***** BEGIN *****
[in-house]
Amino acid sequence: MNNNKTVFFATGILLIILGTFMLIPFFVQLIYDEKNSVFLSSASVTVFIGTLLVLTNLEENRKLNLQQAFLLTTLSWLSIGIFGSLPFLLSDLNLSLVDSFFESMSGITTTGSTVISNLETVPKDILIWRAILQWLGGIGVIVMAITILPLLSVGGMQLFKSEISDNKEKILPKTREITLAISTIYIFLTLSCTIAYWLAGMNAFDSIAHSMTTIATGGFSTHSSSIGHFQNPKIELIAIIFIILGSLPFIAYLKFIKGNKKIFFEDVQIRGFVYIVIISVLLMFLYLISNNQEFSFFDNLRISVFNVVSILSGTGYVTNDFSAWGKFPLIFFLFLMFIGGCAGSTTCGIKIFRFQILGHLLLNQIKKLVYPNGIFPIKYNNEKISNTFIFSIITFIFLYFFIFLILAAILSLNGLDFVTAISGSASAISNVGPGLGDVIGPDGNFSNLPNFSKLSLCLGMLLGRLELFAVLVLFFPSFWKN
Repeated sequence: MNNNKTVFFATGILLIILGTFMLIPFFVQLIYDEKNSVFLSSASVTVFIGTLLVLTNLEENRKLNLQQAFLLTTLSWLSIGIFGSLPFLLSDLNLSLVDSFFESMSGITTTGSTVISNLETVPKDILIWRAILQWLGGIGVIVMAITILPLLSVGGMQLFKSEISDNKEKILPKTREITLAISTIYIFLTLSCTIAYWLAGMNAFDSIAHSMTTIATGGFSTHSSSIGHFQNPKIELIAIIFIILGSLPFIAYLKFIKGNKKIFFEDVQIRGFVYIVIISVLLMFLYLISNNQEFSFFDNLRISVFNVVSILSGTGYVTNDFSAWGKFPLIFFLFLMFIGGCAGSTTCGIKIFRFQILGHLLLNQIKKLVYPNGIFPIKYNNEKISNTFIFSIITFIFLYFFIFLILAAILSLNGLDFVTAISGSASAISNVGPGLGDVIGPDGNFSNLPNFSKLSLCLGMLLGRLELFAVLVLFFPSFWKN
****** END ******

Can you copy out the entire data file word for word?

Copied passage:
[in-house]
Amino acid sequence: MNNNKTVFFATGILLIILGTFMLIPFFVQLIYDEKNSVFLSSASVTVFIGTLLVLTNLEENRKLNLQQAFLLTTLSWLSIGIFGSLPFLLSDLNLSLVDSFFESMSGITTTGSTVISNLETVPKDILIWRAILQWLGGIGVIVMAITILPLLSVGGMQLFKSEISDNKEKILPKTREITLAISTIYIFLTLSCTIAYWLAGMNAFDSIAHSMTTIATGGFSTHSSSIGHFQNPKIELIAIIFIILGSLPFIAYLKFIKGNKKIFFEDVQIRGFVYIVIISVLLMFLYLISNNQEFSFFDNLRISVFNVVSILSGTGYVTNDFSAWGKFPLIFFLFLMFIGGCAGSTTCGIKIFRFQILGHLLLNQIKKLVYPNGIFPIKYNNEKISNTFIFSIITFIFLYFFIFLILAAILSLNGLDFVTAISGSASAISNVGPGLGDVIGPDGNFSNLPNFSKLSLCLGMLLGRLELFAVLVLFFPSFWKN
Repeated sequence: MNNNKTVFFATGILLIILGTFMLIPFFVQLIYDEKNSVFLSSASVTVFIGTLLVLTNLEENRKLNLQQAFLLTTLSWLSIGIFGSLPFLLSDLNLSLVDSFFESMSGITTTGSTVISNLETVPKDILIWRAILQWLGGIGVIVMAITILPLLSVGGMQLFKSEISDNKEKILPKTREITLAISTIYIFLTLSCTIAYWLAGMNAFDSIAHSMTTIATGGFSTHSSSIGHFQNPKIELIAIIFIILGSLPFIAYLKFIKGNKKIFFEDVQIRGFVYIVIISVLLMFLYLISNNQEFSFFDNLRISVFNVVSILSGTGYVTNDFSAWGKFPLIFFLFLMFIGGCAGSTTCGIKIFRFQILGHLLLNQIKKLVYPNGIFPIKYNNEKISNTFIFSIITFIFLYFFIFLILAAILSLNGLDFVTAISGSASAISNVGPGLGDVIGPDGNFSNLPNFSKLSLCLGMLLGRLELFAVLVLFFPSFWKN